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Unmet Fundamental Requisites for a Successful gTLDs Program

Alex Tajirian

New pioneering ideas are not always welcomed or requested by consumers. I outline three such examples:

1. The car. "If I had asked my customers what they wanted, they would have said a faster horse," Henry Ford once said, or so goes the story. The quote has never been verified, but what it says is true. In 1903 most consumers gave little sign of wanting to buy cars. The Ford Model A began rolling out and all that changed.

2. ATMs. In the late 1970s, many people were still suspicious of impersonal machines. Customers were used to having their money handed to them by a teller at the bank. With an ATM they had to stand at a machine on the street and punch in a code. Citibank took the leap despite consumer sentiment, not because of it. But in 1977 the bank invested about $160 million to fill New York City with ATMs. In a few years, what people thought of as banking had changed.

3. Amazon. Jeff Bezos launched the company in 1994. As of 1995, according to a survey by the Pew Research Center, 97 percent of Americans had no online access and 42 percent had "never heard of" the Internet. Soon enough they did.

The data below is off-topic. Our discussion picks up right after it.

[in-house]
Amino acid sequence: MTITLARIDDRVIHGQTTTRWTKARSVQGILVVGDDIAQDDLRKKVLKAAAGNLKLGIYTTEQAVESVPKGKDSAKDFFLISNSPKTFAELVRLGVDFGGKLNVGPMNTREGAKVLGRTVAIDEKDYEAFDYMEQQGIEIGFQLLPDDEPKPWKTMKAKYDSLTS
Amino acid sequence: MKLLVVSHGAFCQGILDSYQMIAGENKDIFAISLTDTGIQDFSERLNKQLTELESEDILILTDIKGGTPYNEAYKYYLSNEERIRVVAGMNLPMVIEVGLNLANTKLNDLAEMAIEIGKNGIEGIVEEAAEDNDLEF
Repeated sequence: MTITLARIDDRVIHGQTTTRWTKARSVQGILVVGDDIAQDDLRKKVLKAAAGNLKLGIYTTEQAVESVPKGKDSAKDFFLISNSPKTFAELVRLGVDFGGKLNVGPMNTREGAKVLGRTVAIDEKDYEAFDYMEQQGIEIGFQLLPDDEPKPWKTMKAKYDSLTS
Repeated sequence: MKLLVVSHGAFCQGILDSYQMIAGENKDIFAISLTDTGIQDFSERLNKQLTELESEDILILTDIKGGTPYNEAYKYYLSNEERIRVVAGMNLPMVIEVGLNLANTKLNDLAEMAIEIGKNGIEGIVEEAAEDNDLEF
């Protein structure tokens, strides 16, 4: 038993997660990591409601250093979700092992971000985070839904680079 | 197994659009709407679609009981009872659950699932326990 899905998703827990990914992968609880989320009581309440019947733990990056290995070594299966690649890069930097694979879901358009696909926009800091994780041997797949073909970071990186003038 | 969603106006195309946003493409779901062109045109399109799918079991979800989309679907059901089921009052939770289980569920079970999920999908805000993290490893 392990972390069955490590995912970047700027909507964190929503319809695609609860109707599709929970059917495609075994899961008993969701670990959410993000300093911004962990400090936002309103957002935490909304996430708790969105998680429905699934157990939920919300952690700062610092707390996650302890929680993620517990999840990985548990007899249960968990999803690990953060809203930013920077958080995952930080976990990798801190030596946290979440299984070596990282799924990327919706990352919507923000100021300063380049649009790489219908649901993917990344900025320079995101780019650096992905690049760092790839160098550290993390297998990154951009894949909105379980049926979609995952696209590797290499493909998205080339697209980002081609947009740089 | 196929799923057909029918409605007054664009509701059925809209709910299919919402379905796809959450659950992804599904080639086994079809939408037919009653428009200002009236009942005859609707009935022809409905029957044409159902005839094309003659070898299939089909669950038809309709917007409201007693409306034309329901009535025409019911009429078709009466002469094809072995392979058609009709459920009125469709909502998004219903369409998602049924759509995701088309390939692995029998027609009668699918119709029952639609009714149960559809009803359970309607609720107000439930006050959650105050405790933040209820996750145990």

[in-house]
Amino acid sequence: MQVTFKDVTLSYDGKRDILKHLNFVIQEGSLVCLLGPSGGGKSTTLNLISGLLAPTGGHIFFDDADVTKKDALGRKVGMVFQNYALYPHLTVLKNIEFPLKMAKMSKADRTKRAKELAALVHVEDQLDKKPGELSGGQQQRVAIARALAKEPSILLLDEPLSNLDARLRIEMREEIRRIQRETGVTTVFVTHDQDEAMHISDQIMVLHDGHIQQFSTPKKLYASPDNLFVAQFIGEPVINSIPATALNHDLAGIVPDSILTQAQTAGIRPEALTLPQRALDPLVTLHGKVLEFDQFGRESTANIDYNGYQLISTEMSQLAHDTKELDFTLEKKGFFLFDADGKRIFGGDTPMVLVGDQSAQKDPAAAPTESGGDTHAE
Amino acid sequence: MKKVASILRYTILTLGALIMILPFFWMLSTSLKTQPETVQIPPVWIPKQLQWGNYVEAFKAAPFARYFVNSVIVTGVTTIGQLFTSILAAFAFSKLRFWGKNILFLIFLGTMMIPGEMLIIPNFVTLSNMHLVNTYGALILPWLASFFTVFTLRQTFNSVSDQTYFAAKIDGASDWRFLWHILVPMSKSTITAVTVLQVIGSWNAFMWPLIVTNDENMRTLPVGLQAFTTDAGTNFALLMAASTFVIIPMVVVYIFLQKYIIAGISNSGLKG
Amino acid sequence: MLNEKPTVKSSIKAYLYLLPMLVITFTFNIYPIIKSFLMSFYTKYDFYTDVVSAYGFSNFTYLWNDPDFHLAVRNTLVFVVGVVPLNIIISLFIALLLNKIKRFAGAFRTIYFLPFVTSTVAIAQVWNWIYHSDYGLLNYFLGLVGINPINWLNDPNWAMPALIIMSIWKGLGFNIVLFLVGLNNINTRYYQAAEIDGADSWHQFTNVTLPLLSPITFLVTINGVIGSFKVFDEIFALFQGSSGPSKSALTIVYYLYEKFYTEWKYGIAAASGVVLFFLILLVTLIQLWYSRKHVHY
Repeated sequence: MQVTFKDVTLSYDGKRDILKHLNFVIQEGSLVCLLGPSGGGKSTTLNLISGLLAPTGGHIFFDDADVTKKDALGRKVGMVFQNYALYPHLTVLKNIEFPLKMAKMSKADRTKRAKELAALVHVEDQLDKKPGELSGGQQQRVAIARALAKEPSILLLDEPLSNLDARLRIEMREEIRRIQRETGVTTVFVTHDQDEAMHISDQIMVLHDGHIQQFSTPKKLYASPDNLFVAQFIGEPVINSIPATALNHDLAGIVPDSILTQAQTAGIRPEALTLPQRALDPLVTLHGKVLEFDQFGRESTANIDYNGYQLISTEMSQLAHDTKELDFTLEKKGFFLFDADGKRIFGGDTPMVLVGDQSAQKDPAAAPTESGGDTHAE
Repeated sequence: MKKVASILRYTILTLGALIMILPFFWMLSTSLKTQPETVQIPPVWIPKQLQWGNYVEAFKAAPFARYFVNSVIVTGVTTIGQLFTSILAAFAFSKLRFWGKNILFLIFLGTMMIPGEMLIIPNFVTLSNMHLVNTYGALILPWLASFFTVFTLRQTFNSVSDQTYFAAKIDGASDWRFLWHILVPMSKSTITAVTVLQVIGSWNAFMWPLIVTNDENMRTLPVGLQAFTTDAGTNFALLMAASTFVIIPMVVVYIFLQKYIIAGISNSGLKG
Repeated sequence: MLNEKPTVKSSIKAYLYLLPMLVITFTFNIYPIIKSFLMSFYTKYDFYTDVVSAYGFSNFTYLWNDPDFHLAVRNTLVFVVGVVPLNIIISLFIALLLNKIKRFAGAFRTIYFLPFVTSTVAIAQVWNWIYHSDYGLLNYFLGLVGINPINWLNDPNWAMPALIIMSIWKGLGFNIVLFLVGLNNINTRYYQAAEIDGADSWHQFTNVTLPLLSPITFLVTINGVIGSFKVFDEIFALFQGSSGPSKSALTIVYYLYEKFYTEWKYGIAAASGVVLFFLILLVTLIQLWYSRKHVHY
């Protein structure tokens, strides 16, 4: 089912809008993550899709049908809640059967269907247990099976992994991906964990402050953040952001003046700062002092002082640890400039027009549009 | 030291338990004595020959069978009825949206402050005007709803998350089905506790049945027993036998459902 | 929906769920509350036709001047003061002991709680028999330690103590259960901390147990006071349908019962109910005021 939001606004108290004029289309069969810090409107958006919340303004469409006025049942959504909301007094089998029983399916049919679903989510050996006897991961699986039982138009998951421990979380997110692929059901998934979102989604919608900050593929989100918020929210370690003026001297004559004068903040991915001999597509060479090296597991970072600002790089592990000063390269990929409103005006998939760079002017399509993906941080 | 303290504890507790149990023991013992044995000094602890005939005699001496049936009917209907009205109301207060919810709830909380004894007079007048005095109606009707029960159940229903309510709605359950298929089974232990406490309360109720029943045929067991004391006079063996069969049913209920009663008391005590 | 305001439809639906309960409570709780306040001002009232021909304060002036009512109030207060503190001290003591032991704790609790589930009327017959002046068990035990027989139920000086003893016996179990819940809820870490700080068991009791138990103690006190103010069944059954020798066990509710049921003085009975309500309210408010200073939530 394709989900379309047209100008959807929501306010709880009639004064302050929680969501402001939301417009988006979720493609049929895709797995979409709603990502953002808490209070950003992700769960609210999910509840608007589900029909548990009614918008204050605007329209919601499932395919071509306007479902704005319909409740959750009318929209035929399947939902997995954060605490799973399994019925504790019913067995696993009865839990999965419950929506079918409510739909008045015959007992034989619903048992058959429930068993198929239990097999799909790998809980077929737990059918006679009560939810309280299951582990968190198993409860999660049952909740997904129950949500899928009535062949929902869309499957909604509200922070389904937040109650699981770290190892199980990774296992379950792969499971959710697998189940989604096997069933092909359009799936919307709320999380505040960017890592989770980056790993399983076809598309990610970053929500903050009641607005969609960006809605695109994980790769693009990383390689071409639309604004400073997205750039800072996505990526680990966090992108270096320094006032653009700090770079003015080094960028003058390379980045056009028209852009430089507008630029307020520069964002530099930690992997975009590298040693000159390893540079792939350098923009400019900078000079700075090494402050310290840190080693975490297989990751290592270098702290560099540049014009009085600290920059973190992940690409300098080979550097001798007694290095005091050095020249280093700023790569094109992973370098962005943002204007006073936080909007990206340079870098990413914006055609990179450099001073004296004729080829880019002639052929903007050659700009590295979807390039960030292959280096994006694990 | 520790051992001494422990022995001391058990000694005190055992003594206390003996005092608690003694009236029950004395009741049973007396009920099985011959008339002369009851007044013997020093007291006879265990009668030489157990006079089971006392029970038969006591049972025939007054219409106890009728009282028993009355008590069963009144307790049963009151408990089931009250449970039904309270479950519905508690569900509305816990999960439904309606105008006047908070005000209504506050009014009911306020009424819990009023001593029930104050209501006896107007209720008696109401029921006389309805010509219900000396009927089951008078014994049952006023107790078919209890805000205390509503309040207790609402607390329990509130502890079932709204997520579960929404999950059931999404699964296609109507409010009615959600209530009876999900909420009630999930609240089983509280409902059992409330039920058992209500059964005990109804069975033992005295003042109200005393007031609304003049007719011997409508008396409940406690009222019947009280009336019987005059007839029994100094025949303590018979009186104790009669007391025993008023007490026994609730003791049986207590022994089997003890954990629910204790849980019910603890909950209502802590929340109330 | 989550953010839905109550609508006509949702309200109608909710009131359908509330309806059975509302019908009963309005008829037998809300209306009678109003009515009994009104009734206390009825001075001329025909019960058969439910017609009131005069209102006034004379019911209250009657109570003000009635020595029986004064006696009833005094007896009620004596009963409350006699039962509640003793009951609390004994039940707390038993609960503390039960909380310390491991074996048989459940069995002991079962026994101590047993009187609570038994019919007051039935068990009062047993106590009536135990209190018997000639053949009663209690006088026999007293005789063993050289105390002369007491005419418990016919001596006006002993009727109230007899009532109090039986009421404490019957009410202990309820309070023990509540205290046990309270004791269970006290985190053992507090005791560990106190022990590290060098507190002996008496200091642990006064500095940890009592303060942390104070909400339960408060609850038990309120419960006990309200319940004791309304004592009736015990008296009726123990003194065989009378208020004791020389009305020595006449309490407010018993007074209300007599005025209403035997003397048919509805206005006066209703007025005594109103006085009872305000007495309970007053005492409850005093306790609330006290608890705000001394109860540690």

Henry Ford didn't wait until people wanted a mass-market car. Citibank didn't wait until they wanted ATMs, and Jeff Bezos didn't wait until they decided to shop on their computers. But the three innovators did more than follow a vision. Before they made their respective leaps, they pondered what people did want. They asked themselves some hard questions.

Determining what consumers need

What are the painful consumer problems that the above innovators addressed? The real problems that the introduction of cars would have solved include flies, disease, smell, dried manure dust, cruelty to horses, and horse-related traffic deaths [today, of course we have traffic deaths caused by smartphones :( ]. The ATM innovation made banking available 24/7 and reduced customers' time waiting in line. With technological advancements, mobile banking has further increased global convenience and accessibility. Amazon's online bookstore introduced a personalized book-recommendation system, made available rare books that bookstores don't typically carry (long-tail items), made online credit card payments acceptable, and provided delivery that was especially valuable for remote rural area residents.